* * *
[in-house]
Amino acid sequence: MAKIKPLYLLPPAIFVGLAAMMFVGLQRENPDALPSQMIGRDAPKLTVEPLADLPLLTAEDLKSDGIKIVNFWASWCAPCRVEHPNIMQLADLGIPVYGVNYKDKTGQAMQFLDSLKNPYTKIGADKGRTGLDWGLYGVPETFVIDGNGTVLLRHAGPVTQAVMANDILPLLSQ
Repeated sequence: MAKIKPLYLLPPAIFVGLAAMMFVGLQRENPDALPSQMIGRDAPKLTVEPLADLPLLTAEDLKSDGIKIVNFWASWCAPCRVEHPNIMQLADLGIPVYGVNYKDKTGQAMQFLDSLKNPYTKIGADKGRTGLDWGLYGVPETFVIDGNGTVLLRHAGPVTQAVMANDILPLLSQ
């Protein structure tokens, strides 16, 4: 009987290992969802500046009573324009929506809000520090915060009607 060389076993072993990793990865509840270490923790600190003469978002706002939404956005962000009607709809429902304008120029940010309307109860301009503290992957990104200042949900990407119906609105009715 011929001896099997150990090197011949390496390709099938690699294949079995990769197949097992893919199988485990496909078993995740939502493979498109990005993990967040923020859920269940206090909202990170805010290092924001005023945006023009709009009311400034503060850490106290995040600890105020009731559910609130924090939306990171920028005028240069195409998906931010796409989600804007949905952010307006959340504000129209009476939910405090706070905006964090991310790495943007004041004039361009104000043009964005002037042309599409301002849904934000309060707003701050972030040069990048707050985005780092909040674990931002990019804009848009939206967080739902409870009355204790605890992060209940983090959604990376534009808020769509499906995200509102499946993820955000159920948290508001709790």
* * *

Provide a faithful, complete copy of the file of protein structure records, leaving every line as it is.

[in-house]
Amino acid sequence: MAKIKPLYLLPPAIFVGLAAMMFVGLQRENPDALPSQMIGRDAPKLTVEPLADLPLLTAEDLKSDGIKIVNFWASWCAPCRVEHPNIMQLADLGIPVYGVNYKDKTGQAMQFLDSLKNPYTKIGADKGRTGLDWGLYGVPETFVIDGNGTVLLRHAGPVTQAVMANDILPLLSQ
Repeated sequence: MAKIKPLYLLPPAIFVGLAAMMFVGLQRENPDALPSQMIGRDAPKLTVEPLADLPLLTAEDLKSDGIKIVNFWASWCAPCRVEHPNIMQLADLGIPVYGVNYKDKTGQAMQFLDSLKNPYTKIGADKGRTGLDWGLYGVPETFVIDGNGTVLLRHAGPVTQAVMANDILPLLSQ
């Protein structure tokens, strides 16, 4: 009987290992969802500046009573324009929506809000520090915060009607 060389076993072993990793990865509840270490923790600190003469978002706002939404956005962000009607709809429902304008120029940010309307109860301009503290992957990104200042949900990407119906609105009715 011929001896099997150990090197011949390496390709099938690699294949079995990769197949097992893919199988485990496909078993995740939502493979498109990005993990967040923020859920269940206090909202990170805010290092924001005023945006023009709009009311400034503060850490106290995040600890105020009731559910609130924090939306990171920028005028240069195409998906931010796409989600804007949905952010307006959340504000129209009476939910405090706070905006964090991310790495943007004041004039361009104000043009964005002037042309599409301002849904934000309060707003701050972030040069990048707050985005780092909040674990931002990019804009848009939206967080739902409870009355204790605890992060209940983090959604990376534009808020769509499906995200509102499946993820955000159920948290508001709790």